Information behaves exactly like energy in the sense that it cannot be destroyed, simply repurposed. Memes do not die. They get repurposed.  Ideas may lay dormant for many years, only to change from one state to another.

Since memes can be thought of as organic lifeforms, as such, they possess a ‘meme lifecycle’ that is dependable on variables such as propagationpersistenceentropy and impact.  

  • Memetic lifecycle
  • Memetics Metrics and Submetrics Memetics

For a meme to be successful, it needs to go through four stages: assimilation, retention, expression and transmission. These four stages are closely related to the above-mentioned variables.

Memetic lifecycle
Memetic lifecycle – Military Memetics

It is possible to measure the amount of information conveyed in any message, Memetic Entropy, using a function identical to that of Boltzmann’s formulation of entropy. The only difference is that is applied to the Mathematical Theory of Communication measures, based on the ideas postulated by Claude Shannon.

Boltzmann’s formulation of entropy
Boltzmann’s formulation of entropy
  • Entropy and Information
  • Entropy as a function of meme size

It is possible to derive from the measure of entropy the Memetic Fitness Factor. Memes can be thought of as organic lifeforms. As such, the ‘meme lifecycle’ is dependable on variables such as propagation, persistence and impact. All these variables take into account things like the amount of information being conveyed (in terms of bits), the type of language being used and the target population.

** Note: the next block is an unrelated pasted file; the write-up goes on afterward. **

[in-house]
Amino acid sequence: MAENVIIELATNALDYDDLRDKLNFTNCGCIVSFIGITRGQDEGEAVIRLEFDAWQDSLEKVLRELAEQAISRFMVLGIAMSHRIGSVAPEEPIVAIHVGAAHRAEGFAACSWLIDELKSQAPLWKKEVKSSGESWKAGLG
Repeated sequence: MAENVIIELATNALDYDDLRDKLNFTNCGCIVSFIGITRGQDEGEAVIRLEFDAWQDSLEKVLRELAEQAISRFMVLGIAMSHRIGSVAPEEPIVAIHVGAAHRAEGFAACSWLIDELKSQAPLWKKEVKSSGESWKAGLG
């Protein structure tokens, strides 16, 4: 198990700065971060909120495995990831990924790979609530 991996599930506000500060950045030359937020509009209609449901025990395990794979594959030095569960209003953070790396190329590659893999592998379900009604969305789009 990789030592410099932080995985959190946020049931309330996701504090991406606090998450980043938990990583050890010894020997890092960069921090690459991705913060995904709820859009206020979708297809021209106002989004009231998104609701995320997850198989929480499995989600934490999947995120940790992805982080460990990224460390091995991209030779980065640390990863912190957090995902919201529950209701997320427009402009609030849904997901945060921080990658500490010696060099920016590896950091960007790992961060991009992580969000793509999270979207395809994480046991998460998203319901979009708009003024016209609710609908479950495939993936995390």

Military memetics
Memetic Fitness Factor – Military memetics

The measure of these variables gives rise to what is known as the ‘memetic fitness factor.’

As it turns out, the different metrics and sub-metrics yield a surprising amount of information, not only in terms of data transfer but also in terms of how it affects the individual receiving said information.


By 2016, Memetics had rebranded itself to the more commercial name of Psychographics. “It goes beyond classifying people based on general demographic data, such as age, gender, or race. Psychographics seeks to understand the cognitive factors that drive consumer behaviours. This includes emotional responses and motivations; moral, ethical, and political values; and inherent attitudes, biases, and prejudices.” – CB Insights

Hundreds of Psychographics companies appeared on the Internet almost overnight. The groundwork was laid for the then-candidate Donald Trump’s digital campaign. Teams of managers, staffers, paid operatives, and volunteers spreading the message on social media.

What happened next was the rise of a Military Technocracy. A mixture of the old Military Complex and Right-Wing corporate lobbyists whose interests are “to protect the company against changes in government policy.”

A very sophisticated psychological cyber warfare strategy was put in place. “We have an army of digital soldiers”.

Battlefield Intelligence tactics were used among White Supremacy groups and 4chan users for Astroturfing, vandalism, violence, and spreading disinformation.

The political discourse swiftly shifted to the Right. Free speech was replaced with Aleksandr Dugin’s “Conservativism”14. The “idea of information” in America was replaced by a “special Russian truth”.

The goal was simple: destroy freedom in the United States and install authoritarianism.

The same tactics are employed by the Left, creating chaos and division. In reality, both powers are fighting for dominion over the Digital Realm; each allying each other with other global Super Powers to achieve complete hegemony.


Memes are more than just images with or without text. They can be thought of as ideas, but the actual definition is that they are information which propagates, persists, and has an impact.

Ideas propagate from brain to brain and also via imitation and repetition. They do not need to be factual to propagate.

How people perceive and process information is highly influenced by their state of mind.

Political propaganda is designed to appeal to people’s emotions rather than logic. A common tried and tested political tool is using the idea of an idealized and much better past.

This particular point appeals particularly to people above the age of 30. In fact, the older the person, the more likely he or she is to internalize this particular type of propaganda.